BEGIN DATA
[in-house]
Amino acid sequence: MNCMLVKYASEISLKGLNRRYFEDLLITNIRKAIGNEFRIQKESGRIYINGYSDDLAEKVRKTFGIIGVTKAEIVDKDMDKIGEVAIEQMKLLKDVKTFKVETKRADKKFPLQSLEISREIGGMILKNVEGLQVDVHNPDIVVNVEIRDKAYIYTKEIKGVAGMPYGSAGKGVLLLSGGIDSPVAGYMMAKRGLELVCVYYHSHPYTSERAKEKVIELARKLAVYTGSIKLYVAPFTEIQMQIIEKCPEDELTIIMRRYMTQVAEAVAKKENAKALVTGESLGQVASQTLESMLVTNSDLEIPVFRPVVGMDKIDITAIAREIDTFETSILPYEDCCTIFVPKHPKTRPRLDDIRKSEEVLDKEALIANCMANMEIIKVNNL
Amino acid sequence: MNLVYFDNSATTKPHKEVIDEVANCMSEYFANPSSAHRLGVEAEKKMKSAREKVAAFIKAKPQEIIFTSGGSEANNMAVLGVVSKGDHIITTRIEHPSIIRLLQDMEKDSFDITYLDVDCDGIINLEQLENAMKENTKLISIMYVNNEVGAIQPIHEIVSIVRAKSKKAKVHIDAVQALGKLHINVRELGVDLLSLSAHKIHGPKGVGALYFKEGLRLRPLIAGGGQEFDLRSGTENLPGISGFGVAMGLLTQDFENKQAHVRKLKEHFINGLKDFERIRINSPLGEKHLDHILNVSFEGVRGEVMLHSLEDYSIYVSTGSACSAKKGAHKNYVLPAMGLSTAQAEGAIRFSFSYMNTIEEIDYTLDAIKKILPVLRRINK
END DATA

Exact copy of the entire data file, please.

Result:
[in-house]
Amino acid sequence: MNCMLVKYASEISLKGLNRRYFEDLLITNIRKAIGNEFRIQKESGRIYINGYSDDLAEKVRKTFGIIGVTKAEIVDKDMDKIGEVAIEQMKLLKDVKTFKVETKRADKKFPLQSLEISREIGGMILKNVEGLQVDVHNPDIVVNVEIRDKAYIYTKEIKGVAGMPYGSAGKGVLLLSGGIDSPVAGYMMAKRGLELVCVYYHSHPYTSERAKEKVIELARKLAVYTGSIKLYVAPFTEIQMQIIEKCPEDELTIIMRRYMTQVAEAVAKKENAKALVTGESLGQVASQTLESMLVTNSDLEIPVFRPVVGMDKIDITAIAREIDTFETSILPYEDCCTIFVPKHPKTRPRLDDIRKSEEVLDKEALIANCMANMEIIKVNNL
Amino acid sequence: MNLVYFDNSATTKPHKEVIDEVANCMSEYFANPSSAHRLGVEAEKKMKSAREKVAAFIKAKPQEIIFTSGGSEANNMAVLGVVSKGDHIITTRIEHPSIIRLLQDMEKDSFDITYLDVDCDGIINLEQLENAMKENTKLISIMYVNNEVGAIQPIHEIVSIVRAKSKKAKVHIDAVQALGKLHINVRELGVDLLSLSAHKIHGPKGVGALYFKEGLRLRPLIAGGGQEFDLRSGTENLPGISGFGVAMGLLTQDFENKQAHVRKLKEHFINGLKDFERIRINSPLGEKHLDHILNVSFEGVRGEVMLHSLEDYSIYVSTGSACSAKKGAHKNYVLPAMGLSTAQAEGAIRFSFSYMNTIEEIDYTLDAIKKILPVLRRINK